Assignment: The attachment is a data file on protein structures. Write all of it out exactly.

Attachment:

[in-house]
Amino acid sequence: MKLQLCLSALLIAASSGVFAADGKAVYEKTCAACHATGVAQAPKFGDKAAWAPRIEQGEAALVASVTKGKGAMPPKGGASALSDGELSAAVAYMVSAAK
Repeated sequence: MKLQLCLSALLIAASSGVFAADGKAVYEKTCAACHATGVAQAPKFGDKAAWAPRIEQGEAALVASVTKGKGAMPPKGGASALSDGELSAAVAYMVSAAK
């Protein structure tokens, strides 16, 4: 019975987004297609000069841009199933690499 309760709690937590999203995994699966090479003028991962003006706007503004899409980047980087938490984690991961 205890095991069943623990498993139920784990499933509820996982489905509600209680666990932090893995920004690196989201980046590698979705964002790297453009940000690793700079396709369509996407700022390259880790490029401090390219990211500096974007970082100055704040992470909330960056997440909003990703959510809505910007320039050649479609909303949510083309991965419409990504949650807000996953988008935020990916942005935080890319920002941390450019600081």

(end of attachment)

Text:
[in-house]
Amino acid sequence: MKLQLCLSALLIAASSGVFAADGKAVYEKTCAACHATGVAQAPKFGDKAAWAPRIEQGEAALVASVTKGKGAMPPKGGASALSDGELSAAVAYMVSAAK
Repeated sequence: MKLQLCLSALLIAASSGVFAADGKAVYEKTCAACHATGVAQAPKFGDKAAWAPRIEQGEAALVASVTKGKGAMPPKGGASALSDGELSAAVAYMVSAAK
């Protein structure tokens, strides 16, 4: 019975987004297609000069841009199933690499 309760709690937590999203995994699966090479003028991962003006706007503004899409980047980087938490984690991961 205890095991069943623990498993139920784990499933509820996982489905509600209680666990932090893995920004690196989201980046590698979705964002790297453009940000690793700079396709369509996407700022390259880790490029401090390219990211500096974007970082100055704040992470909330960056997440909003990703959510809505910007320039050649479609909303949510083309991965419409990504949650807000996953988008935020990916942005935080890319920002941390450019600081």